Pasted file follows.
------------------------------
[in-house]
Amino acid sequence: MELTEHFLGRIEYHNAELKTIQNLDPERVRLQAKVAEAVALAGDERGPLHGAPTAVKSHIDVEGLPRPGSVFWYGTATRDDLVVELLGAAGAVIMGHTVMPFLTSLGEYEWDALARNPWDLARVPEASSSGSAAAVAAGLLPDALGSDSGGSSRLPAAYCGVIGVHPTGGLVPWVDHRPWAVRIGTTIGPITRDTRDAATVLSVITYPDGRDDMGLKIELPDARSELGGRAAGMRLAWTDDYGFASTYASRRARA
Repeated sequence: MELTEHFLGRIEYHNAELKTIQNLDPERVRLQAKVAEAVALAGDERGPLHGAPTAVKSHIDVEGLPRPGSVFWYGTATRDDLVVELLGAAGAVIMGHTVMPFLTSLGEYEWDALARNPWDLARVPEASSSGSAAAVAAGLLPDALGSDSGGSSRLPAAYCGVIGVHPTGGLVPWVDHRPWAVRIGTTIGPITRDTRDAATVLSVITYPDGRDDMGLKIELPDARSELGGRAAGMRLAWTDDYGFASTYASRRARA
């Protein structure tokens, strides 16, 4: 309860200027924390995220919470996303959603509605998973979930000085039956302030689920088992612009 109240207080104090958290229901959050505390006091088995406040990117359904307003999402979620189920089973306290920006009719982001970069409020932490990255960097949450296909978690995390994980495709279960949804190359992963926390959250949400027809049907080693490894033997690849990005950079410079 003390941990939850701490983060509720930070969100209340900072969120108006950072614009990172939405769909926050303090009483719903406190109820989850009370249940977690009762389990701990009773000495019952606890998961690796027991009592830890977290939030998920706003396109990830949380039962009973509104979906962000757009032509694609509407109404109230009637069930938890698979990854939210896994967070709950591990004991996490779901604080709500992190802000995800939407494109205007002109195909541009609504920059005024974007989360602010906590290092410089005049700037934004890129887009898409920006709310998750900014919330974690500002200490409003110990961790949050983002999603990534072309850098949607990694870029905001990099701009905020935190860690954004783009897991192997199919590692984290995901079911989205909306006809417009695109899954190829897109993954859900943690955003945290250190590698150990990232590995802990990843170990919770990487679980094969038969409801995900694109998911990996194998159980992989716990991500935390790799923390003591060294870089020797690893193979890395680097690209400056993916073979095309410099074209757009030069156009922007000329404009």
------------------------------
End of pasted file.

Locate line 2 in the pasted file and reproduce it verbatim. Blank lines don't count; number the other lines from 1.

Amino acid sequence: MELTEHFLGRIEYHNAELKTIQNLDPERVRLQAKVAEAVALAGDERGPLHGAPTAVKSHIDVEGLPRPGSVFWYGTATRDDLVVELLGAAGAVIMGHTVMPFLTSLGEYEWDALARNPWDLARVPEASSSGSAAAVAAGLLPDALGSDSGGSSRLPAAYCGVIGVHPTGGLVPWVDHRPWAVRIGTTIGPITRDTRDAATVLSVITYPDGRDDMGLKIELPDARSELGGRAAGMRLAWTDDYGFASTYASRRARA